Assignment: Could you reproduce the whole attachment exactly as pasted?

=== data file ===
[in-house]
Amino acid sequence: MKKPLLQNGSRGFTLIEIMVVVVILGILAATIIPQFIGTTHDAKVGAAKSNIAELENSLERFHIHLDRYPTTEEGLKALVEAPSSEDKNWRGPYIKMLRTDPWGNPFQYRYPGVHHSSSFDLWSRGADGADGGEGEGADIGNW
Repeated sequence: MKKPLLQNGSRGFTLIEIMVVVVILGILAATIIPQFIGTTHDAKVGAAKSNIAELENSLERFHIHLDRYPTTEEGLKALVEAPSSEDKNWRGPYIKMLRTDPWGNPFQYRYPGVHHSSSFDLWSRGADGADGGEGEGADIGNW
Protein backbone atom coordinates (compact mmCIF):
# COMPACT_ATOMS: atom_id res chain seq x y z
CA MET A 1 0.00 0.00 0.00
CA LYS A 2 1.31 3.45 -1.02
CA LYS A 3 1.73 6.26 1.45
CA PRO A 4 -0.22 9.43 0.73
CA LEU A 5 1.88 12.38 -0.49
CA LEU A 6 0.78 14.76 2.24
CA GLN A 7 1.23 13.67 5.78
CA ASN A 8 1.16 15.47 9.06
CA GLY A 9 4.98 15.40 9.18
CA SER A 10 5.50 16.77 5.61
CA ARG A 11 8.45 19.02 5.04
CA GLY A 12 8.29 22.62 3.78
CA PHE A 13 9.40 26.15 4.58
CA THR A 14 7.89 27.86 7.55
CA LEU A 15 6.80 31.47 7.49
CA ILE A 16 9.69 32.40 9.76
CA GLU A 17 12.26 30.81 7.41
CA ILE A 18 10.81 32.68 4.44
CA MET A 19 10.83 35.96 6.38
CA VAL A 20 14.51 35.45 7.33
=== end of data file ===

[in-house]
Amino acid sequence: MKKPLLQNGSRGFTLIEIMVVVVILGILAATIIPQFIGTTHDAKVGAAKSNIAELENSLERFHIHLDRYPTTEEGLKALVEAPSSEDKNWRGPYIKMLRTDPWGNPFQYRYPGVHHSSSFDLWSRGADGADGGEGEGADIGNW
Repeated sequence: MKKPLLQNGSRGFTLIEIMVVVVILGILAATIIPQFIGTTHDAKVGAAKSNIAELENSLERFHIHLDRYPTTEEGLKALVEAPSSEDKNWRGPYIKMLRTDPWGNPFQYRYPGVHHSSSFDLWSRGADGADGGEGEGADIGNW
Protein backbone atom coordinates (compact mmCIF):
# COMPACT_ATOMS: atom_id res chain seq x y z
CA MET A 1 0.00 0.00 0.00
CA LYS A 2 1.31 3.45 -1.02
CA LYS A 3 1.73 6.26 1.45
CA PRO A 4 -0.22 9.43 0.73
CA LEU A 5 1.88 12.38 -0.49
CA LEU A 6 0.78 14.76 2.24
CA GLN A 7 1.23 13.67 5.78
CA ASN A 8 1.16 15.47 9.06
CA GLY A 9 4.98 15.40 9.18
CA SER A 10 5.50 16.77 5.61
CA ARG A 11 8.45 19.02 5.04
CA GLY A 12 8.29 22.62 3.78
CA PHE A 13 9.40 26.15 4.58
CA THR A 14 7.89 27.86 7.55
CA LEU A 15 6.80 31.47 7.49
CA ILE A 16 9.69 32.40 9.76
CA GLU A 17 12.26 30.81 7.41
CA ILE A 18 10.81 32.68 4.44
CA MET A 19 10.83 35.96 6.38
CA VAL A 20 14.51 35.45 7.33